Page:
If this plain meaning is applied to “land” as used in sections 9.41 and 9.42, those sections give no protection to the habitation beyond what is given to the land on which the habitation rests. There could be some question whether the sections apply to a habitation that does not rest literally on land, such as an upper-floor apartment.

Criminal trespass, in contrast, applies to one who (under certain circumstances) “enters or remains on or in property” or “enters or remains in a building of another.” Tex. Penal Code § 30.05(a).

The picture is somewhat clouded by the 2007 amendment to section 9.31, creating a presumption in favor of a defendant charged with a crime consisting of force used against another. A major factor in determining whether the presumption applies is whether the defendant knew or had reason to know that the complainant unlawfully and with force had entered, or was attempting to enter, the defendant’s “occupied habitation, vehicle, or place of business or employment.” Tex. Penal Code § 9.31(a)(1)(A).

The precise effect of the section 9.31 presumption is somewhat unclear. Whatever that effect, it is only on defendants’ ability to invoke the right of self-defense. The presumption clearly adds nothing to the right of a person who does not fear for his own safety to use force to prevent entry into his occupied dwelling. As a result, that presumption has no place in a jury instruction on defense of “land,” even if on the facts of the case that land was an occupied habitation.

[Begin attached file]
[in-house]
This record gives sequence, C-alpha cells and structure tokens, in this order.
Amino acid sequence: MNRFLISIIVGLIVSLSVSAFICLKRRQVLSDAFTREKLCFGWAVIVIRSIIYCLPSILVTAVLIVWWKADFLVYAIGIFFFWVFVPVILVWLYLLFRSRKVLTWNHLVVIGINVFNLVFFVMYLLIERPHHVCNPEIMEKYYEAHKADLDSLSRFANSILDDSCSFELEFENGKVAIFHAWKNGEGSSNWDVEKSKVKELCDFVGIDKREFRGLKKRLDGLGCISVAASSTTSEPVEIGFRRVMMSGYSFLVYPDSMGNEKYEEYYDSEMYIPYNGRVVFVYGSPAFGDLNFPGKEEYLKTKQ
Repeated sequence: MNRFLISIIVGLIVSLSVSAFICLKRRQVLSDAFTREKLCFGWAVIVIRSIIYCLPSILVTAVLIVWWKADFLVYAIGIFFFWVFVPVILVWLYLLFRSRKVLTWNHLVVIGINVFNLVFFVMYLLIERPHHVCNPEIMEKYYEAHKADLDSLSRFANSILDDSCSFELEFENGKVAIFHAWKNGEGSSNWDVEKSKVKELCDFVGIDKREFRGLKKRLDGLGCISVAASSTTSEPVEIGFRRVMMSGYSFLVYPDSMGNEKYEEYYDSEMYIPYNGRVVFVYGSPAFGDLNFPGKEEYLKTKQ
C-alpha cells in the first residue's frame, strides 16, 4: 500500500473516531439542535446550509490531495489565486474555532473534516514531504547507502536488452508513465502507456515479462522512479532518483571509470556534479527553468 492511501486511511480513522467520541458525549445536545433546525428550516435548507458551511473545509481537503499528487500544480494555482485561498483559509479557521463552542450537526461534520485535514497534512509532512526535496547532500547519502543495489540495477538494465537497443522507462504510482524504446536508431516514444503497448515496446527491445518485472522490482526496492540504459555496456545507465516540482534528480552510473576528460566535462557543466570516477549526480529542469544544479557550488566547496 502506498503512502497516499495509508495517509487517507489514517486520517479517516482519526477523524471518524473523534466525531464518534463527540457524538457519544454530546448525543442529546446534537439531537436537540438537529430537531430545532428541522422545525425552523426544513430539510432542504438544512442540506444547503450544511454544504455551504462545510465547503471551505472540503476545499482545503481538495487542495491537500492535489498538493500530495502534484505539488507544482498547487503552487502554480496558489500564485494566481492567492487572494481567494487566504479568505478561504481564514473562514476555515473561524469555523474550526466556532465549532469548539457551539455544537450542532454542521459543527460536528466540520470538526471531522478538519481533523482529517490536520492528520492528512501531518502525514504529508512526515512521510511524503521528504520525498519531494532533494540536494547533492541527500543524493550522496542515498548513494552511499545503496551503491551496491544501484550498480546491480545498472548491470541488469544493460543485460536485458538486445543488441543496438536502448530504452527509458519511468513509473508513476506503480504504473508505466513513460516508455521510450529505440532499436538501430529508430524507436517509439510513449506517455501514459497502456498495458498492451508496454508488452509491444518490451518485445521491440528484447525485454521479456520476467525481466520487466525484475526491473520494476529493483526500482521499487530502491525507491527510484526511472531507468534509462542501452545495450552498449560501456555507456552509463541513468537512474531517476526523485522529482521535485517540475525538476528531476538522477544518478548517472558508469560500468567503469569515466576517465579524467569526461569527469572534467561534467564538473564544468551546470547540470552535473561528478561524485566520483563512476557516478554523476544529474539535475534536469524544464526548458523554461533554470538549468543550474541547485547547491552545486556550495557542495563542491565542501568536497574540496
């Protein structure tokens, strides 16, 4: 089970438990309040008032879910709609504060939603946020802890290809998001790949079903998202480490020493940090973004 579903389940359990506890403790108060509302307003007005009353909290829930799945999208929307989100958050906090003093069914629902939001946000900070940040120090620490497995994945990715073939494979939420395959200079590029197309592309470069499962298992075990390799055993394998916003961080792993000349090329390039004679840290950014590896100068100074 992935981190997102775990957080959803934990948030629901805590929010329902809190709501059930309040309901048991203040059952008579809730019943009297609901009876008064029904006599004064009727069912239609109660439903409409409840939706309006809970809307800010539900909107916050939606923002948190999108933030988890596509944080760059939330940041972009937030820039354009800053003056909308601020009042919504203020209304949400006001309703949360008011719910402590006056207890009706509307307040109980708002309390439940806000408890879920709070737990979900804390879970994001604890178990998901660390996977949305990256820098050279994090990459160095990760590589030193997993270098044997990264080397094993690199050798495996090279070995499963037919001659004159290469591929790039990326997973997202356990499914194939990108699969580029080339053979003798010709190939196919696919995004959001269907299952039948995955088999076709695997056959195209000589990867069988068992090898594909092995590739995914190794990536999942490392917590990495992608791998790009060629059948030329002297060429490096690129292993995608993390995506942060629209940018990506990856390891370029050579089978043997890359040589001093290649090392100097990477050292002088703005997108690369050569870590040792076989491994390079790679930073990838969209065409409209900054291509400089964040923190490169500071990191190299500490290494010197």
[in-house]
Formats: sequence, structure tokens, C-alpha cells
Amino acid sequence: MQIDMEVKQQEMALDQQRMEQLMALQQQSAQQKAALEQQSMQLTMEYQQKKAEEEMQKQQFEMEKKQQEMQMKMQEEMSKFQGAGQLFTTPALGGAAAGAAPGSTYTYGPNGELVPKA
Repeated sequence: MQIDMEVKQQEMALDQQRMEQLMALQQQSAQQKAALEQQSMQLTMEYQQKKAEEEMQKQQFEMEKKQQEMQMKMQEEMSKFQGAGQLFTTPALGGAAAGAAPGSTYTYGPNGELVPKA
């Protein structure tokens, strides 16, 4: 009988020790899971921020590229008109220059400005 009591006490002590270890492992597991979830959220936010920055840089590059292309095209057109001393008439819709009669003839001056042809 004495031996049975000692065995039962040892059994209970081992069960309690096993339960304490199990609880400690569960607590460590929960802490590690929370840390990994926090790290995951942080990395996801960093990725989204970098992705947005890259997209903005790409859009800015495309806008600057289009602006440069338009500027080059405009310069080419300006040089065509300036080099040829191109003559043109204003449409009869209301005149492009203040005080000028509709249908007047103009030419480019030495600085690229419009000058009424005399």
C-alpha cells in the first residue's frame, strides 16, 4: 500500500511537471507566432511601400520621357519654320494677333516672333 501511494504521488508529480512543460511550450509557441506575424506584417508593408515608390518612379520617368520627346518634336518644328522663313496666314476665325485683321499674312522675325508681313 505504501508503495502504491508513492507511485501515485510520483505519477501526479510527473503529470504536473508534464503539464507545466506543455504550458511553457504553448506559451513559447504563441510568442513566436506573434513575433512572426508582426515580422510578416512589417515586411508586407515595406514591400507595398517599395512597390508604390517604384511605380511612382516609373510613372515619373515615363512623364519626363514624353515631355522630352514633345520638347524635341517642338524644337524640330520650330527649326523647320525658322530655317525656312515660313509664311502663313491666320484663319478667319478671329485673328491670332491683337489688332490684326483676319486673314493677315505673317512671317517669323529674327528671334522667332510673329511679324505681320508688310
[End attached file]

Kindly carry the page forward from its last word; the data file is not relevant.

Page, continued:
The Committee concluded that the legislature must have intended the term land as used in sections 9.41 and 9.42 to include the interior of habitations. Thus those sections apply to a defendant who claims he used force to prevent or terminate an unlawful entry into his habitation, whether or not the intruder was on or sought to be on any “solid part of the surface of the earth.” The Committee found no authority, however, for instructing juries in terms that made this apparent legislative intent clear.

The Committee also concluded that the limited terms of section 9.42 made clear a legislative intent to limit the right to use deadly force in this situation. Unlike the case under pre-1974 law, one in possession of his habitation is not entitled to use deadly force to prevent only a simple unlawful entry into that habitation, even if the entry cannot be prevented by nondeadly force.

In many situations, however, an intruder’s actions will trigger the right to use deadly force under section 9.42(2)(A) because the defendant will have grounds to believe the intruder is about to commit one of the enumerated offenses. If an intruder intends to commit even misdemeanor theft (in the daytime), the fact that this requires entry of protected premises will give rise to reason to fear that burglary is involved.

Texas Criminal Pattern Jury Charges Copyright 2018 State Bar Texas

Texas Criminal Pattern Jury Charges § CPJC 36.2